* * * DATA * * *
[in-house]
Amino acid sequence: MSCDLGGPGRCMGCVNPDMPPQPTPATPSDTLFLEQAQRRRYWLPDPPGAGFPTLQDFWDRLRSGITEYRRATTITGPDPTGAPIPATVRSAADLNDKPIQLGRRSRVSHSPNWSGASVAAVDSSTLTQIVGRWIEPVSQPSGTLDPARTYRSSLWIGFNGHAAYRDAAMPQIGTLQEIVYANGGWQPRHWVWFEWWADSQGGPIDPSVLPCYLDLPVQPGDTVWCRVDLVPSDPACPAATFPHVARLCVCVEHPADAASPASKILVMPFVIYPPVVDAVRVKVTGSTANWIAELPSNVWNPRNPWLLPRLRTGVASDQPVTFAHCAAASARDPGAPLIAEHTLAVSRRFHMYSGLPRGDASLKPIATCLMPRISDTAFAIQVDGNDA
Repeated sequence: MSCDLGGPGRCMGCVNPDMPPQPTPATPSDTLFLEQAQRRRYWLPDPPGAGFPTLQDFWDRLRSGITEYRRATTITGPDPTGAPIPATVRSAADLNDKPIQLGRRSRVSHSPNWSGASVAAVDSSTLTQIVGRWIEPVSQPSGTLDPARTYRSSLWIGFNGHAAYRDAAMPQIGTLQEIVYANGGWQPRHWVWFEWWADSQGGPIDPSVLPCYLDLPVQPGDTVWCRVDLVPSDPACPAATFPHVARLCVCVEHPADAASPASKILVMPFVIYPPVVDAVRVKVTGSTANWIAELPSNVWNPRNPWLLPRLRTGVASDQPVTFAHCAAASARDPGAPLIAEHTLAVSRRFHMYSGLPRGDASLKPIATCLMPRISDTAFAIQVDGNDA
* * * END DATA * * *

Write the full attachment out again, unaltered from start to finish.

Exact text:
[in-house]
Amino acid sequence: MSCDLGGPGRCMGCVNPDMPPQPTPATPSDTLFLEQAQRRRYWLPDPPGAGFPTLQDFWDRLRSGITEYRRATTITGPDPTGAPIPATVRSAADLNDKPIQLGRRSRVSHSPNWSGASVAAVDSSTLTQIVGRWIEPVSQPSGTLDPARTYRSSLWIGFNGHAAYRDAAMPQIGTLQEIVYANGGWQPRHWVWFEWWADSQGGPIDPSVLPCYLDLPVQPGDTVWCRVDLVPSDPACPAATFPHVARLCVCVEHPADAASPASKILVMPFVIYPPVVDAVRVKVTGSTANWIAELPSNVWNPRNPWLLPRLRTGVASDQPVTFAHCAAASARDPGAPLIAEHTLAVSRRFHMYSGLPRGDASLKPIATCLMPRISDTAFAIQVDGNDA
Repeated sequence: MSCDLGGPGRCMGCVNPDMPPQPTPATPSDTLFLEQAQRRRYWLPDPPGAGFPTLQDFWDRLRSGITEYRRATTITGPDPTGAPIPATVRSAADLNDKPIQLGRRSRVSHSPNWSGASVAAVDSSTLTQIVGRWIEPVSQPSGTLDPARTYRSSLWIGFNGHAAYRDAAMPQIGTLQEIVYANGGWQPRHWVWFEWWADSQGGPIDPSVLPCYLDLPVQPGDTVWCRVDLVPSDPACPAATFPHVARLCVCVEHPADAASPASKILVMPFVIYPPVVDAVRVKVTGSTANWIAELPSNVWNPRNPWLLPRLRTGVASDQPVTFAHCAAASARDPGAPLIAEHTLAVSRRFHMYSGLPRGDASLKPIATCLMPRISDTAFAIQVDGNDA